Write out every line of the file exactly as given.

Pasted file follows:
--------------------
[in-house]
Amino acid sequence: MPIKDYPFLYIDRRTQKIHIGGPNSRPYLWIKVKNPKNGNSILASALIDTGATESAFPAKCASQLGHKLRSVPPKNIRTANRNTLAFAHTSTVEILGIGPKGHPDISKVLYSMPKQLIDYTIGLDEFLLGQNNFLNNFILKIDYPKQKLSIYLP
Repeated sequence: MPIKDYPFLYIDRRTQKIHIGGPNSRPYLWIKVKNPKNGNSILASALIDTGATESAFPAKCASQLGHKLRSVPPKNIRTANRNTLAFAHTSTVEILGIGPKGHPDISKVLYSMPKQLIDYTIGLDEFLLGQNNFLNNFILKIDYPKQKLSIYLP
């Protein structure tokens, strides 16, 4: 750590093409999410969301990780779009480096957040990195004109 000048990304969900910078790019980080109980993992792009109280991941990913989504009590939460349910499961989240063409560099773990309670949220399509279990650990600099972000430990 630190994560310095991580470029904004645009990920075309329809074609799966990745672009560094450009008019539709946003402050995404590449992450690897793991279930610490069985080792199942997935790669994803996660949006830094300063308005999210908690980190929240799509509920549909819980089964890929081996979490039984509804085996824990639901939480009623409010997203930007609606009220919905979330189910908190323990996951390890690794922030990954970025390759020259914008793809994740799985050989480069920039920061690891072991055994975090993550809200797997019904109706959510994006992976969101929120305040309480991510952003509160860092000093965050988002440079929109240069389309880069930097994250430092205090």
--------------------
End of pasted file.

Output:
[in-house]
Amino acid sequence: MPIKDYPFLYIDRRTQKIHIGGPNSRPYLWIKVKNPKNGNSILASALIDTGATESAFPAKCASQLGHKLRSVPPKNIRTANRNTLAFAHTSTVEILGIGPKGHPDISKVLYSMPKQLIDYTIGLDEFLLGQNNFLNNFILKIDYPKQKLSIYLP
Repeated sequence: MPIKDYPFLYIDRRTQKIHIGGPNSRPYLWIKVKNPKNGNSILASALIDTGATESAFPAKCASQLGHKLRSVPPKNIRTANRNTLAFAHTSTVEILGIGPKGHPDISKVLYSMPKQLIDYTIGLDEFLLGQNNFLNNFILKIDYPKQKLSIYLP
């Protein structure tokens, strides 16, 4: 750590093409999410969301990780779009480096957040990195004109 000048990304969900910078790019980080109980993992792009109280991941990913989504009590939460349910499961989240063409560099773990309670949220399509279990650990600099972000430990 630190994560310095991580470029904004645009990920075309329809074609799966990745672009560094450009008019539709946003402050995404590449992450690897793991279930610490069985080792199942997935790669994803996660949006830094300063308005999210908690980190929240799509509920549909819980089964890929081996979490039984509804085996824990639901939480009623409010997203930007609606009220919905979330189910908190323990996951390890690794922030990954970025390759020259914008793809994740799985050989480069920039920061690891072991055994975090993550809200797997019904109706959510994006992976969101929120305040309480991510952003509160860092000093965050988002440079929109240069389309880069930097994250430092205090």